Saturday, June 18, 2011

I call him Dad

Les and Myrick Huntley
My earliest memory is one of waking up in the back of the car.  It was a round, dry space, smelling of heater and motor oil.  The seats were dark and dry and crackly and I remember waking curled up with my sister, as a square yellow shaft of light from the car port entered the window just above my head and penetrated the furry blackness.  I recall lying very still and pretending to be asleep so I would not have to walk through the cold outside.  I remember the firm safety of my dad’s shoulder and the way the smell of his pipe was always curled around his neck invitingly like a scarf.  I can still feel the cool slumbering house as we passed through and I am conscious that my mother was nearby but I have no memory of my brother; perhaps he was a babe in arms, likewise sleepy and mute.  I am guessing I was around 3 years old at this time, if that.

I was born the second child -- second daughter -- of Dawn Neil Huntley and Donna Mae (Leeper) Huntley, but I grew up the child of Les (L. E.) Huntley and Donna, Dawn and my mother having divorced while I was an infant.  So I guess most folks would say Les is my step-dad, but to me, he's "Dad."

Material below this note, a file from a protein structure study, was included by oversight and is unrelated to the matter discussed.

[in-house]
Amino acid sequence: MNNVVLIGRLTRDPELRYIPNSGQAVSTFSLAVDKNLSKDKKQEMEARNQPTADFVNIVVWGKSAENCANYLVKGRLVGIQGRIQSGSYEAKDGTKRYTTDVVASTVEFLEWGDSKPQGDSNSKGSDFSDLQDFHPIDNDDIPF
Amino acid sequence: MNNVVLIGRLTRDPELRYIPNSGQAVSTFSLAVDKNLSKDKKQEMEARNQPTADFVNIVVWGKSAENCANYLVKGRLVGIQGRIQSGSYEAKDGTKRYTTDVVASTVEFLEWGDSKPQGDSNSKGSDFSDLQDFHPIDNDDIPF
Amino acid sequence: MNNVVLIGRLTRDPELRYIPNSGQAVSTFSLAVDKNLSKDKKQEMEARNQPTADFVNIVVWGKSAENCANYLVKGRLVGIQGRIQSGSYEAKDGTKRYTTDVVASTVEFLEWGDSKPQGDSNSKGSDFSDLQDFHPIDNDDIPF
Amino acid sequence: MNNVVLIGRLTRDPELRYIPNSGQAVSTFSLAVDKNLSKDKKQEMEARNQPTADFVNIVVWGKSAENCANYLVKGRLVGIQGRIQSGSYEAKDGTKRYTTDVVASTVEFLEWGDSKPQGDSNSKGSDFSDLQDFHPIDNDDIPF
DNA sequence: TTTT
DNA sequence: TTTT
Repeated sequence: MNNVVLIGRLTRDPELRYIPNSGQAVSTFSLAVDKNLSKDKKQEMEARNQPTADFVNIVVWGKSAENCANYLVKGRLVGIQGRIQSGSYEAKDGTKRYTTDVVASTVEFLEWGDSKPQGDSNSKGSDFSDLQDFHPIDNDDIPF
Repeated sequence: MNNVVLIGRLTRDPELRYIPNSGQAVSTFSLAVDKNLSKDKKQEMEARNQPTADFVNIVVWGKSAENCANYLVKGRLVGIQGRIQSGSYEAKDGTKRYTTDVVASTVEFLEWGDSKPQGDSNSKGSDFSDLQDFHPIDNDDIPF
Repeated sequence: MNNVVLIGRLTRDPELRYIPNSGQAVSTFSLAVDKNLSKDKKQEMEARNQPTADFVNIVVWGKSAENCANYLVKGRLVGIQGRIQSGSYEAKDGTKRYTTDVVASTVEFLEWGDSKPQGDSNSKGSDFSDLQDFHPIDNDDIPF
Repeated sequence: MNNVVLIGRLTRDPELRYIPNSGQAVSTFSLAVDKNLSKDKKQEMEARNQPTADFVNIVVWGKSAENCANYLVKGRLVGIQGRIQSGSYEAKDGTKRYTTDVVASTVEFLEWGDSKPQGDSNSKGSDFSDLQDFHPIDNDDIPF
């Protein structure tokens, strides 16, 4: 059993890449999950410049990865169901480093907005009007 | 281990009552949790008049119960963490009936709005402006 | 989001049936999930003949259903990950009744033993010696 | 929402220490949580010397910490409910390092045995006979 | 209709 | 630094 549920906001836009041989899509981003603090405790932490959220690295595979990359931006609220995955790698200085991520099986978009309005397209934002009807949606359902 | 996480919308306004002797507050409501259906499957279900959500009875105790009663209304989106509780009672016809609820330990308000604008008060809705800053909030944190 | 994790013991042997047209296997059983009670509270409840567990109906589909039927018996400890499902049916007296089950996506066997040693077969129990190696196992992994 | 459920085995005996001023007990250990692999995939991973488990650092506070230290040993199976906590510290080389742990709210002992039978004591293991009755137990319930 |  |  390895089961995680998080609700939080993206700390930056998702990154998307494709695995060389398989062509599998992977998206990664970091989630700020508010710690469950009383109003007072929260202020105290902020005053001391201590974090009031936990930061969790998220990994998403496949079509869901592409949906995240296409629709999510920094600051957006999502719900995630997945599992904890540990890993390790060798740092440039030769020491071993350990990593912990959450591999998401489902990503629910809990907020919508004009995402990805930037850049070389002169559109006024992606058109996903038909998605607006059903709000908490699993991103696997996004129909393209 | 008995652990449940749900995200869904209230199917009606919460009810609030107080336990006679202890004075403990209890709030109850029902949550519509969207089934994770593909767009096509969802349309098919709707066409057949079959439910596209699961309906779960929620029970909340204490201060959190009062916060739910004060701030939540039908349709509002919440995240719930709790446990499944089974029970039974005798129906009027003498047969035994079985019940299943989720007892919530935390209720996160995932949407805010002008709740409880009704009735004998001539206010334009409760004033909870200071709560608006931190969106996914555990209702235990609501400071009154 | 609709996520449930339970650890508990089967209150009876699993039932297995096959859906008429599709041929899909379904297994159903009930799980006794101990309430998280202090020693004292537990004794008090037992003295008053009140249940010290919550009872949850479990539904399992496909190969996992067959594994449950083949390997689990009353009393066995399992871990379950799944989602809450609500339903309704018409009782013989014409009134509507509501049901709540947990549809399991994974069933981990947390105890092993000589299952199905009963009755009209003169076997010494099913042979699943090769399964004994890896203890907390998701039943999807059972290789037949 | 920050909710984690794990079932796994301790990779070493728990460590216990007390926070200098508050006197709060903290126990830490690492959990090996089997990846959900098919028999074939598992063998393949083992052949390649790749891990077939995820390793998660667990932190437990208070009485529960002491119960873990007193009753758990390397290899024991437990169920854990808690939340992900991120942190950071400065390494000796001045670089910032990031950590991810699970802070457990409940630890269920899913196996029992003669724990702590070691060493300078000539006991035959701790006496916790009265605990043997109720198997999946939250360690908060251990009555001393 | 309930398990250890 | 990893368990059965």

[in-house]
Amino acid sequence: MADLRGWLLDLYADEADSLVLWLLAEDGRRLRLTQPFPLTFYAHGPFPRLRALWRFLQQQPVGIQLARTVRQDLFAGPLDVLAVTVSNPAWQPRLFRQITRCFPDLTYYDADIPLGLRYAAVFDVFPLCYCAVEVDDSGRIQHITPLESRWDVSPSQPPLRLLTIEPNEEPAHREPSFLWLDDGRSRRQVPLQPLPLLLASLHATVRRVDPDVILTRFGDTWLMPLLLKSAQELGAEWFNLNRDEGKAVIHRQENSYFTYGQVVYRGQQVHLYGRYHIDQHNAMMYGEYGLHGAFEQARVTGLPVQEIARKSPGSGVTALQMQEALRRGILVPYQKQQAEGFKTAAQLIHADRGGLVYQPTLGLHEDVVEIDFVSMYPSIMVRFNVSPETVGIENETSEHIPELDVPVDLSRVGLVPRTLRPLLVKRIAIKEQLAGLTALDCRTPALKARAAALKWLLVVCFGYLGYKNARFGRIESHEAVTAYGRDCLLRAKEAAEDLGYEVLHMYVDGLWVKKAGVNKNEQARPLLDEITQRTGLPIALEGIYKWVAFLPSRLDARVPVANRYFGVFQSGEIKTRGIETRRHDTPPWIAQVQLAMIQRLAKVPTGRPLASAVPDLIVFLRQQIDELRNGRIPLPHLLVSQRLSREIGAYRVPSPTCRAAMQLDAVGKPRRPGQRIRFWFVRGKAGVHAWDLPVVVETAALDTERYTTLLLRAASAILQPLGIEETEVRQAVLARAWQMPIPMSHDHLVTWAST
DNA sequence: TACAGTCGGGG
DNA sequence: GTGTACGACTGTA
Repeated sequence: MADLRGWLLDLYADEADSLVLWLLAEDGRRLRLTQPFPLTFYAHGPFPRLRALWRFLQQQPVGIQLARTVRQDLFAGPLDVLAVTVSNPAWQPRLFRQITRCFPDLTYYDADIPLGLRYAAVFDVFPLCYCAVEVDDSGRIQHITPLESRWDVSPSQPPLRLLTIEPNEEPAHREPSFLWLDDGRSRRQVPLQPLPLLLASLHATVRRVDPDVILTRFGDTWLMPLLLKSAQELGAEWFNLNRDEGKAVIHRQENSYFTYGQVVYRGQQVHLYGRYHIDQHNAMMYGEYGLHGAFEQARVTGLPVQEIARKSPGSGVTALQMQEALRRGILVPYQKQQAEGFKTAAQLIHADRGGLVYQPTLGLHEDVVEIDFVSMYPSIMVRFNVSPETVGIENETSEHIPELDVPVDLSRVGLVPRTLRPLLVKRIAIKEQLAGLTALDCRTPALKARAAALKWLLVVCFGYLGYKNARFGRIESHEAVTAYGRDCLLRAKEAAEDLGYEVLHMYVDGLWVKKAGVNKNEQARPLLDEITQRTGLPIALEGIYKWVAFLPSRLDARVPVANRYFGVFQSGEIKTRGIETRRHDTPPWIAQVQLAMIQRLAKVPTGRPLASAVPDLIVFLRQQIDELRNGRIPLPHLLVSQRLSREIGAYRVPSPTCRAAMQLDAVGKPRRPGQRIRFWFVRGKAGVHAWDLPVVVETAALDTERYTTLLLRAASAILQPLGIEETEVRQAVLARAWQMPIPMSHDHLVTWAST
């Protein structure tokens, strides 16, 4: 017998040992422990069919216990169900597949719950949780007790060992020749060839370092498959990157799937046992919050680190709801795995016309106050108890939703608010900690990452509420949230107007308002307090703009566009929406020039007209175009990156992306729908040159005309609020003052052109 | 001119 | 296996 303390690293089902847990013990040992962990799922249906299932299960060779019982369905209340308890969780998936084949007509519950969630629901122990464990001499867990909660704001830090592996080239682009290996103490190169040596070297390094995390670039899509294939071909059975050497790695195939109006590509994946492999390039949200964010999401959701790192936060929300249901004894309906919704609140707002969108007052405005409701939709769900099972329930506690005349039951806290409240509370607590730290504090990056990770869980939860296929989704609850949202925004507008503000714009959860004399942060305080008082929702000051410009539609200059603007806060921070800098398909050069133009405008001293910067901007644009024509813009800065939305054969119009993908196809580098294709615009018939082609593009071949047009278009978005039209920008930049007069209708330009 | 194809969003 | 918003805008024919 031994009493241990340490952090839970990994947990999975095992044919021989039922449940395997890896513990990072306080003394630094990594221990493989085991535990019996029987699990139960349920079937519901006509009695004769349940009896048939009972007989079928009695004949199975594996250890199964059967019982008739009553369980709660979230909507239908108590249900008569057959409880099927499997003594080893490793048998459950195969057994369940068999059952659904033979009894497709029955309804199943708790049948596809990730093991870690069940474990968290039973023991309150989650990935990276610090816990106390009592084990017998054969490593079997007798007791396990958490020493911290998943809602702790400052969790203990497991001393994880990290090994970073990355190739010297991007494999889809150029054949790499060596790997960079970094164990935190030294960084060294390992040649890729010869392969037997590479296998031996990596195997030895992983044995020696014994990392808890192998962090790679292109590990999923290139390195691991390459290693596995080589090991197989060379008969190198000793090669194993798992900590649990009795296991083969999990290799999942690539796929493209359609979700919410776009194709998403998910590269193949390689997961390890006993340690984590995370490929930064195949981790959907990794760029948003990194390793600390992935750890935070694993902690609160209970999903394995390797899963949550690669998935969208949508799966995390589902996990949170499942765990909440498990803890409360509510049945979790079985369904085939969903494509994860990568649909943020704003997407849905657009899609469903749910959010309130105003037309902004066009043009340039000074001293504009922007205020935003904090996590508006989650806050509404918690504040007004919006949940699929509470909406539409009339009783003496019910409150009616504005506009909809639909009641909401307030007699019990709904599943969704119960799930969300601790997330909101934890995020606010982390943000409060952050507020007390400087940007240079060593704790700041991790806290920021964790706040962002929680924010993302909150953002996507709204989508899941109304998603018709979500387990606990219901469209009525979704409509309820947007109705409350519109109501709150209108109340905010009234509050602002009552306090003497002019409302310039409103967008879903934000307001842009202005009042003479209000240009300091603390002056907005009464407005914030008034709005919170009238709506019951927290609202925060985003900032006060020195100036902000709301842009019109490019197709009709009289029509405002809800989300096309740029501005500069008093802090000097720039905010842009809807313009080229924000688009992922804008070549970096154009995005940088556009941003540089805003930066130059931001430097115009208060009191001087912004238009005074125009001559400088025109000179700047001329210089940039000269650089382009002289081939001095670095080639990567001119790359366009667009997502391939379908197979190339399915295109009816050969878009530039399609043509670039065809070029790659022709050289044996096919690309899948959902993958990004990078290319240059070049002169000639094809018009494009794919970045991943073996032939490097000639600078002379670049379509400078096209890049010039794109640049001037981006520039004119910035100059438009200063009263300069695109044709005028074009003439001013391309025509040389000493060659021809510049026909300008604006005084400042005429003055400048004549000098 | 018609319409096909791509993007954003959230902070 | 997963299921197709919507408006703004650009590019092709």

When my (bio) parents divorced, Dad wisely realized my mother would one day remarry and our ties to the Huntley's would gradually fade away.  He wanted to keep us in the family and so he married my mother.  I think as well, he felt responsible for us as Dawn was one of his younger brothers.  Taking on the lifelong responsibility to care for us seemed to him the right thing to do.  You see, this is how Dad was raised;  from a young age, one of his baby brothers (my Uncle Myke) was placed in his care and he took that responsibility seriously. 

So he married my mom and got  my sister (who was then and is now nearly perfect) and I in the bargain.  What a deal!  I was not an easy baby or an easy toddler; nor was I an easy child, an easy adolescent nor an easy young adult.  Nonetheless he took us on to raise and he did a great job.  My parents may have had their disagreements, but rarely did they have them in front of us and where it came to child rearing, they presented a united front.  My brothers came along in their time; the first when I was 2 and the second when I was 11.  Though the boys are his own offspring and my sister and I were "steps," this difference was invisible to us.  We were one family and were all raised the same.

You do not read stories like this today;  men do not often (if every) marry for honor or responsibility. My parents have been married 51 years now and are still going strong;  you do not often read stories like that, either!  The four of us kids have pretty much put them through the mill, but they are still here for us.    Thanks, Dad, I love you.

1 comment:

Gerry Tischler said...

Dreena,
Beautiful tribute to your Dad.